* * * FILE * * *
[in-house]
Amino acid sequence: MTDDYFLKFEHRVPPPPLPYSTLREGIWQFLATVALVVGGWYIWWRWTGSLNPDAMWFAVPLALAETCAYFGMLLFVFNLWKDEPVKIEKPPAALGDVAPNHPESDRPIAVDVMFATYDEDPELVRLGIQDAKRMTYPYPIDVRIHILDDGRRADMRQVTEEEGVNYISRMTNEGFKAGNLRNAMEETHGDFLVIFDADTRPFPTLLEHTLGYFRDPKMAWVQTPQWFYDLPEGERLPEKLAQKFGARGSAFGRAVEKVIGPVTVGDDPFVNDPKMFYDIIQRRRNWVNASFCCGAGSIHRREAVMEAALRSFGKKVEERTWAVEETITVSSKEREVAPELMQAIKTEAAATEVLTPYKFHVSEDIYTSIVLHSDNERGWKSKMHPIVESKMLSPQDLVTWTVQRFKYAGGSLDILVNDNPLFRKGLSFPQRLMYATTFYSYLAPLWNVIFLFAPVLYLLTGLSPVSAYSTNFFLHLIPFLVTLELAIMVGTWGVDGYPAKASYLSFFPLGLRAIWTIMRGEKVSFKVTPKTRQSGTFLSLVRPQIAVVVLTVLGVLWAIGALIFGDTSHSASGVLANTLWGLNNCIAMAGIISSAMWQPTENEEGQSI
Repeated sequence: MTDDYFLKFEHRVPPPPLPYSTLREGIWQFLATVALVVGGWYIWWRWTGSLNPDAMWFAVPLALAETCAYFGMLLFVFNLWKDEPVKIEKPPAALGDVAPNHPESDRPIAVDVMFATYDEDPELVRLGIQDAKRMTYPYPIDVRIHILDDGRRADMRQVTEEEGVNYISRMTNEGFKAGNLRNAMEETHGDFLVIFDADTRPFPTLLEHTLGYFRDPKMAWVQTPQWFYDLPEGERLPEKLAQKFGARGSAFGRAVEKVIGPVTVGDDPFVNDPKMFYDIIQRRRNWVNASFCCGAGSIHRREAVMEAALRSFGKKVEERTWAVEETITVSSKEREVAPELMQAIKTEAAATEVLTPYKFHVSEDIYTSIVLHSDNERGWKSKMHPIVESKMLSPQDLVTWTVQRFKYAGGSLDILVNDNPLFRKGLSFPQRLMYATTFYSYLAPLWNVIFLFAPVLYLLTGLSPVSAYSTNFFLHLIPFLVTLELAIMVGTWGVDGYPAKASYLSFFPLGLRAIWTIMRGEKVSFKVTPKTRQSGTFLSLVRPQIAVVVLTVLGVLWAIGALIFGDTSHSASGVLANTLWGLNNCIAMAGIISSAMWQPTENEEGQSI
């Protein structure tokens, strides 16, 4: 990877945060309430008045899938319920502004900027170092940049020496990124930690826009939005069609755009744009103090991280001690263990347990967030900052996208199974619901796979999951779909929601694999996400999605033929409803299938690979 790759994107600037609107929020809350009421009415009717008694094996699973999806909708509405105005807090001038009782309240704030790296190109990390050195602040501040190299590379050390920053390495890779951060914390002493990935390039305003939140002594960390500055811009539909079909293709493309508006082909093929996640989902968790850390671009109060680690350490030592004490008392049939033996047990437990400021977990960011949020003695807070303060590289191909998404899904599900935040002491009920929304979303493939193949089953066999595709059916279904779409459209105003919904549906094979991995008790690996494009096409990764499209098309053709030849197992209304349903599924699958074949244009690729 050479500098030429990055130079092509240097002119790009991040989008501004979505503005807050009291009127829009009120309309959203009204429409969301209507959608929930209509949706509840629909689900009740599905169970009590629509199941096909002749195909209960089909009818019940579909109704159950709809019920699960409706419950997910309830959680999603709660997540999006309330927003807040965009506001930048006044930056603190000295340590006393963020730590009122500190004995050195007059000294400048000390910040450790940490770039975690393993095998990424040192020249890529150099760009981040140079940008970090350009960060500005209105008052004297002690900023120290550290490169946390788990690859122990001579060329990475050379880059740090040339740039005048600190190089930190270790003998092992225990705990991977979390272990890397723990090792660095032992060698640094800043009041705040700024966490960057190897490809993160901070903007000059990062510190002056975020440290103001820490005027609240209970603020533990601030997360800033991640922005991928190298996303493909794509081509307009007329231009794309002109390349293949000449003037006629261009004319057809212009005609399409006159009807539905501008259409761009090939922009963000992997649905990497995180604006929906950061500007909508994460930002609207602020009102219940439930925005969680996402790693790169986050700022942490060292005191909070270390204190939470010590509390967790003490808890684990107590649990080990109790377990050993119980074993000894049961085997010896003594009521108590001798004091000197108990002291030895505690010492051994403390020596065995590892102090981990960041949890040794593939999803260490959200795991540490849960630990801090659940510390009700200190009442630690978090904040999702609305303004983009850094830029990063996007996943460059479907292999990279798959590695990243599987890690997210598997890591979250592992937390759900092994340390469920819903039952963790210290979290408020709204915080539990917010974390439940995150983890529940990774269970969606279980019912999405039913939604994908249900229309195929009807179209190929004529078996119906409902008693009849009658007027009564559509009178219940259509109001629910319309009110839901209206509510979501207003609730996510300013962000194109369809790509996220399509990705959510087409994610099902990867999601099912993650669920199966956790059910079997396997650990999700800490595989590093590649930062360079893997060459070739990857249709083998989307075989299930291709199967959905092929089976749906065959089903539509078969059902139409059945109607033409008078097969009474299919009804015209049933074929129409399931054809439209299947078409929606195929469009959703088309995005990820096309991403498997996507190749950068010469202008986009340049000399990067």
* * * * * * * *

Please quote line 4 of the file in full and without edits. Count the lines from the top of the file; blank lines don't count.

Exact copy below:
């Protein structure tokens, strides 16, 4: 990877945060309430008045899938319920502004900027170092940049020496990124930690826009939005069609755009744009103090991280001690263990347990967030900052996208199974619901796979999951779909929601694999996400999605033929409803299938690979 790759994107600037609107929020809350009421009415009717008694094996699973999806909708509405105005807090001038009782309240704030790296190109990390050195602040501040190299590379050390920053390495890779951060914390002493990935390039305003939140002594960390500055811009539909079909293709493309508006082909093929996640989902968790850390671009109060680690350490030592004490008392049939033996047990437990400021977990960011949020003695807070303060590289191909998404899904599900935040002491009920929304979303493939193949089953066999595709059916279904779409459209105003919904549906094979991995008790690996494009096409990764499209098309053709030849197992209304349903599924699958074949244009690729 050479500098030429990055130079092509240097002119790009991040989008501004979505503005807050009291009127829009009120309309959203009204429409969301209507959608929930209509949706509840629909689900009740599905169970009590629509199941096909002749195909209960089909009818019940579909109704159950709809019920699960409706419950997910309830959680999603709660997540999006309330927003807040965009506001930048006044930056603190000295340590006393963020730590009122500190004995050195007059000294400048000390910040450790940490770039975690393993095998990424040192020249890529150099760009981040140079940008970090350009960060500005209105008052004297002690900023120290550290490169946390788990690859122990001579060329990475050379880059740090040339740039005048600190190089930190270790003998092992225990705990991977979390272990890397723990090792660095032992060698640094800043009041705040700024966490960057190897490809993160901070903007000059990062510190002056975020440290103001820490005027609240209970603020533990601030997360800033991640922005991928190298996303493909794509081509307009007329231009794309002109390349293949000449003037006629261009004319057809212009005609399409006159009807539905501008259409761009090939922009963000992997649905990497995180604006929906950061500007909508994460930002609207602020009102219940439930925005969680996402790693790169986050700022942490060292005191909070270390204190939470010590509390967790003490808890684990107590649990080990109790377990050993119980074993000894049961085997010896003594009521108590001798004091000197108990002291030895505690010492051994403390020596065995590892102090981990960041949890040794593939999803260490959200795991540490849960630990801090659940510390009700200190009442630690978090904040999702609305303004983009850094830029990063996007996943460059479907292999990279798959590695990243599987890690997210598997890591979250592992937390759900092994340390469920819903039952963790210290979290408020709204915080539990917010974390439940995150983890529940990774269970969606279980019912999405039913939604994908249900229309195929009807179209190929004529078996119906409902008693009849009658007027009564559509009178219940259509109001629910319309009110839901209206509510979501207003609730996510300013962000194109369809790509996220399509990705959510087409994610099902990867999601099912993650669920199966956790059910079997396997650990999700800490595989590093590649930062360079893997060459070739990857249709083998989307075989299930291709199967959905092929089976749906065959089903539509078969059902139409059945109607033409008078097969009474299919009804015209049933074929129409399931054809439209299947078409929606195929469009959703088309995005990820096309991403498997996507190749950068010469202008986009340049000399990067």